New York—The revolution in biomedical
publishing is just a mouse click away.
With the recent creation of such online publishing initiatives as BioMed
Central, PubMed Central, and CrossRef, researchers and clinicians have less
costly and more immediate access to research articles. But this newfound freedom
of access to biomedical information has raised critical questions for scientific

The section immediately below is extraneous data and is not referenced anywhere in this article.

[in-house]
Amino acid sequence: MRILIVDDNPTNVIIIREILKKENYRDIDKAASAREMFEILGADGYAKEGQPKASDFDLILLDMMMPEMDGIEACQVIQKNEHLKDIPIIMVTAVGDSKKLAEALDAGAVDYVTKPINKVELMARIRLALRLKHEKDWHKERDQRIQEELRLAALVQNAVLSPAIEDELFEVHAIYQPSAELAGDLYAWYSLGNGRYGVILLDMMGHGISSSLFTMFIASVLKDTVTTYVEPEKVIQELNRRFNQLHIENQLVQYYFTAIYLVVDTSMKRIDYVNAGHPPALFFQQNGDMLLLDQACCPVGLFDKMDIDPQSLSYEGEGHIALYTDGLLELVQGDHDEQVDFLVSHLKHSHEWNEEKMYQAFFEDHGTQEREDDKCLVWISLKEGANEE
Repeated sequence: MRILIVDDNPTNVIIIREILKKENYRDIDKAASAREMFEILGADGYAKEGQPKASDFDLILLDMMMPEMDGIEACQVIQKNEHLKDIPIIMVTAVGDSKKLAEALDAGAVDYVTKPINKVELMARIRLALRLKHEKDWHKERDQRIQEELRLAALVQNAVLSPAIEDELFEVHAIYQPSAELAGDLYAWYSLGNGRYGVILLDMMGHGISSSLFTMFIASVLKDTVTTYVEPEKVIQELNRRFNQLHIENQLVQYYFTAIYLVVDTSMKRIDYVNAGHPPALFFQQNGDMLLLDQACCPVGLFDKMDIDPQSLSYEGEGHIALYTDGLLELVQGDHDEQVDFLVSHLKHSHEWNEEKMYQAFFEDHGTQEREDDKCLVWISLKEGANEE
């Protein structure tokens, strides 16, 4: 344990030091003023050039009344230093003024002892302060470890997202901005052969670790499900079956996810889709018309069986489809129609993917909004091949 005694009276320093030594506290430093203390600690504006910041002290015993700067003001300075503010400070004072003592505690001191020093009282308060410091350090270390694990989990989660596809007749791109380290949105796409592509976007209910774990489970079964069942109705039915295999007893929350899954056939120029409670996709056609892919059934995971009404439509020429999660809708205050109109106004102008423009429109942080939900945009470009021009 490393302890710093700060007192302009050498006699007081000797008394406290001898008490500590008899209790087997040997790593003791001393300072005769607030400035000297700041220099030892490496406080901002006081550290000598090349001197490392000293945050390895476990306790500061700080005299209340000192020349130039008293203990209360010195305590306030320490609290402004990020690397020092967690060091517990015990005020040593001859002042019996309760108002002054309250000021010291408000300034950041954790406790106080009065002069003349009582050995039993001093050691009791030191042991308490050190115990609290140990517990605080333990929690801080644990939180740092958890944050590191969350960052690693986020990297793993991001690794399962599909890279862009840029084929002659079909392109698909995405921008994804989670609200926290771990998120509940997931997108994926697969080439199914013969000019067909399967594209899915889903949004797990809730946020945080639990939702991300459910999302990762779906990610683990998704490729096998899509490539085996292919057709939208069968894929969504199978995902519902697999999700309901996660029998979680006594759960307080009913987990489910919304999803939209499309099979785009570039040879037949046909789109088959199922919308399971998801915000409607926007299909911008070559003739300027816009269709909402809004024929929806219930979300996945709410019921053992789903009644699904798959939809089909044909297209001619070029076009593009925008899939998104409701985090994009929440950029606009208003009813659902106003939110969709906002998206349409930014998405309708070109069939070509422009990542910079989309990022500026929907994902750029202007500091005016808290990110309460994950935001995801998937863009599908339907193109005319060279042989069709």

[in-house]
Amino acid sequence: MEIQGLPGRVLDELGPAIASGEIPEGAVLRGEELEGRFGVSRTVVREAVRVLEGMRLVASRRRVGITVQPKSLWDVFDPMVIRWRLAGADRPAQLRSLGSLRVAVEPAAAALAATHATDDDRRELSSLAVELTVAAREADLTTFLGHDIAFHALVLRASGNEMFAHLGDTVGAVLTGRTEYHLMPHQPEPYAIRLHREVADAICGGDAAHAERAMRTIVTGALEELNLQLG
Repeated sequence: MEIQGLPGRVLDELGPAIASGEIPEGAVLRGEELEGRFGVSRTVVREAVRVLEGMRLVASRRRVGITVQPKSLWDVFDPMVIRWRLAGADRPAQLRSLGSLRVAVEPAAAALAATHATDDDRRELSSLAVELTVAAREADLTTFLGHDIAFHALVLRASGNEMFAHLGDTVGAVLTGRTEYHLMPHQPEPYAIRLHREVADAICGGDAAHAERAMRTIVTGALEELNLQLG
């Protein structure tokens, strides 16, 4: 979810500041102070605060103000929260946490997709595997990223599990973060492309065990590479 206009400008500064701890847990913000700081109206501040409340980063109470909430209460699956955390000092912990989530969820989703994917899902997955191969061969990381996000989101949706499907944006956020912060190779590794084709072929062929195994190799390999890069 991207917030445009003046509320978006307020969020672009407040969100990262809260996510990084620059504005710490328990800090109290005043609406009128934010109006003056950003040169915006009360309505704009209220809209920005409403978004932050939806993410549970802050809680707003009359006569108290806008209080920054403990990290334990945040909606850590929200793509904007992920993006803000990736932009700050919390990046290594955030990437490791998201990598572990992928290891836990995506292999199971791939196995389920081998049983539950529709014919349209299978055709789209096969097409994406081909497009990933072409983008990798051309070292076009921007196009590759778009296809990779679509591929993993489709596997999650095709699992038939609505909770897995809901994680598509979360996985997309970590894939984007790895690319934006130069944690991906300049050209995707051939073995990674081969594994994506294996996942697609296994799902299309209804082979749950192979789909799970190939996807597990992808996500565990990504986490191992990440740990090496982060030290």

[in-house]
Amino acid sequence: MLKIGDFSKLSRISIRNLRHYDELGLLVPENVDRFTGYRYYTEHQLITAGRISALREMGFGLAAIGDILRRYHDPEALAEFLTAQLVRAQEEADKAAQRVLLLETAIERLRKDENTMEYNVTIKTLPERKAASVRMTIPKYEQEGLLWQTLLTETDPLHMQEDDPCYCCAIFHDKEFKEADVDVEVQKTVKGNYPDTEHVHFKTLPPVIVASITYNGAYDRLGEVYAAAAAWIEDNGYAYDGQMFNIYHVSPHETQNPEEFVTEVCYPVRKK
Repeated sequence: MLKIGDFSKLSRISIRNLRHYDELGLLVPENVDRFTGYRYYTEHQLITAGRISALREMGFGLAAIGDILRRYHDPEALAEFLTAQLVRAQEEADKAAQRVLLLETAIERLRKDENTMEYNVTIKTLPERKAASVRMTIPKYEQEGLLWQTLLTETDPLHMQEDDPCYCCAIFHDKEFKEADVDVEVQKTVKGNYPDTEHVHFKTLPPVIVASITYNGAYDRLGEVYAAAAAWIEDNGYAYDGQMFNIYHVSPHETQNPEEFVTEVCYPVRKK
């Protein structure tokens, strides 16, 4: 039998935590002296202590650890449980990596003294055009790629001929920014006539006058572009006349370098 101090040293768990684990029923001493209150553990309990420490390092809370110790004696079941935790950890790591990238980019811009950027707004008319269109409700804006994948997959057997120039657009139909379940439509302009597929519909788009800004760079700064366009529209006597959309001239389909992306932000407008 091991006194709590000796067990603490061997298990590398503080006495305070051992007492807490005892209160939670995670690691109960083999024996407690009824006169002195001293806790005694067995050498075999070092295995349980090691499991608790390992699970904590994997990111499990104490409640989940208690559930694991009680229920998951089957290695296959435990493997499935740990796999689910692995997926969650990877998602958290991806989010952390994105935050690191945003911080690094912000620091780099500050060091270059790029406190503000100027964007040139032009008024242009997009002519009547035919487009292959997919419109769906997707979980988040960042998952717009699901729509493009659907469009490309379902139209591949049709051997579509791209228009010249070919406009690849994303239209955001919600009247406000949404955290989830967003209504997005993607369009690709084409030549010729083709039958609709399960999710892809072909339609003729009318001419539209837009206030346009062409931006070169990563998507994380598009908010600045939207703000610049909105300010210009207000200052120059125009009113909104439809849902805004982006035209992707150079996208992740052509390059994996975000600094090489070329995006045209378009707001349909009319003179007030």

publishers and their readers. Among them are whether research published online
should be available at no cost and how that research should be peer-reviewed.
Scientific and medical associations that currently publish paper-based journals
also face important issues regarding shifting sources of revenue as free or
low-cost electronic access competes with traditional subscription and distribution
Publishers Debate Future of Online Journals. JAMA. 2000;284(8):943–944. doi:10.1001/jama.284.8.943
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